The leading artists of the Italian Renaissance period were:
- Leonardo Da Vinci
Each one of these artists used the new techniques mentioned above in their paintings forever changing how paintings were done.
Naturally, architecture would also be an artistic area that would change forever because of the Renaissance. Brunelleschi learned the discipline of mathematics, a new form of learning at this time, and applied it in the construction of his dome of the Florence Cathedral. This is the first time mathematical configurations had been used in the construction of anything.
With the emphasis on ancient Rome and Greece, the types of columns used in their ancient architecture were revived and used during the Renaissance. Tuscan, doric, ionic, corinthian, and composite columns were used in the construction of churches, cathedrals, palaces and government buildings. Arches both semi-circular and segmental were used in buildings and bridges. Before, vaulted rectangles had been used in Gothic construction of the Middle Ages. Now, both semi-circular and segmental arches were used to rebuild Ponte Vecchio, the Old Bridge, in Florence that spans the Arno River.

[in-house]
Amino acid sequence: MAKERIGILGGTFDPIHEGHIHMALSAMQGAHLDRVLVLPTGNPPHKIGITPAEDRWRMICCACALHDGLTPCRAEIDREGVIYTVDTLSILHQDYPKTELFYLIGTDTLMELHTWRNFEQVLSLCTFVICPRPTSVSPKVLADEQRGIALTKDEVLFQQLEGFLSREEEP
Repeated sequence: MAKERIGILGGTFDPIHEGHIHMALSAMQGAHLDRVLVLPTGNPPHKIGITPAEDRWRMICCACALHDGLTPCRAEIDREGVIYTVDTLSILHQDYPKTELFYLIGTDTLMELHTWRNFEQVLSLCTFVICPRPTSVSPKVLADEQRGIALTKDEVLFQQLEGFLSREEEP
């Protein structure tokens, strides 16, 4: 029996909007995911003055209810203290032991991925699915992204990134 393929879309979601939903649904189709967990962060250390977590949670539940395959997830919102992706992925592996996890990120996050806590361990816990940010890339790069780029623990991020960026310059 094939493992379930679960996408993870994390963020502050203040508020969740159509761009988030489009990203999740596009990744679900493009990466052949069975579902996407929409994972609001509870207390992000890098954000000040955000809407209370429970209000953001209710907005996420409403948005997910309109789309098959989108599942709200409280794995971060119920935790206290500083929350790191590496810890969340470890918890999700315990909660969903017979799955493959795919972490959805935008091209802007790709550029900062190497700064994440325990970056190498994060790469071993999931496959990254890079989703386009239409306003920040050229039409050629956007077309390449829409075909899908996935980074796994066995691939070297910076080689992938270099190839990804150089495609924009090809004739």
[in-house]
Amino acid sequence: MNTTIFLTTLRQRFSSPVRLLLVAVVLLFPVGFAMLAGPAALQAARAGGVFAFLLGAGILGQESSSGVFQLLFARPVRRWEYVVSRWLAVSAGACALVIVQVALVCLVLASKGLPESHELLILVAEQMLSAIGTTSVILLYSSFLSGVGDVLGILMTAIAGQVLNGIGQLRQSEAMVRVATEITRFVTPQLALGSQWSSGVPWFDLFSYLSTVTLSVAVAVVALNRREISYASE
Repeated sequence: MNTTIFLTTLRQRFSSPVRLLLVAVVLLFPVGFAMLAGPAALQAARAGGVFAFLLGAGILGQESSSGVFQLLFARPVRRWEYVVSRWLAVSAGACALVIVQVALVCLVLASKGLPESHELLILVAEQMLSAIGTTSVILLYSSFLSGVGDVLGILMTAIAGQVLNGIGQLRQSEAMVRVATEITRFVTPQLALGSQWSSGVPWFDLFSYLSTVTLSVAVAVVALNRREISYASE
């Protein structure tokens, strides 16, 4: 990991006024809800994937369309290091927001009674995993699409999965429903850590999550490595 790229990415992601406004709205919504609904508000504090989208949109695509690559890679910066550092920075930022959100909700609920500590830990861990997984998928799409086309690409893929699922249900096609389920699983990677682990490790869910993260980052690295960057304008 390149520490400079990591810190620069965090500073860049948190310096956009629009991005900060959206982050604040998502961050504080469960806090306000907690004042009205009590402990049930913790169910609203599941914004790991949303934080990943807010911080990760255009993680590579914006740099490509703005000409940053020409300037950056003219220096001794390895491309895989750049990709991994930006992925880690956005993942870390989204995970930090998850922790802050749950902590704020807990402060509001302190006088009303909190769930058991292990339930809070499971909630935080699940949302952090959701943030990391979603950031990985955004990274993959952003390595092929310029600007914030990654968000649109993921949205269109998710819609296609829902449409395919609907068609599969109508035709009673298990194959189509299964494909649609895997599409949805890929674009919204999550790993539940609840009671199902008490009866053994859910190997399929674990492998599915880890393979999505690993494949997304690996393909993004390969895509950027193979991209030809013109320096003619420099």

From the magic spells of the Middle Ages there came a great shift in science during the Renaissance movement. And who other than Leonardo Da Vinci to lead that shift - he became known as the "father of modern science." His observational drawings of anatomy and nature and his controlled experiments in water flow, medical dissection, and the systematic study of movement and aerodynanics all helped to develop the principle of the research method.
There was a great shift from Aristotellan natural philosphy to chemistry and the biological sciences, botany, anatomy and medicine. Scientific advancement occurred because there was a willingness to question the previous held truths and search for new answers. There were significant changes in the way the universe was viewed and the methods sought to explain natural phenomena.
Those who advanced the use of the scientific method during the Renaissance were:
- Nicolaus Copernicus
- Galileo Galilei
- Francis Bacon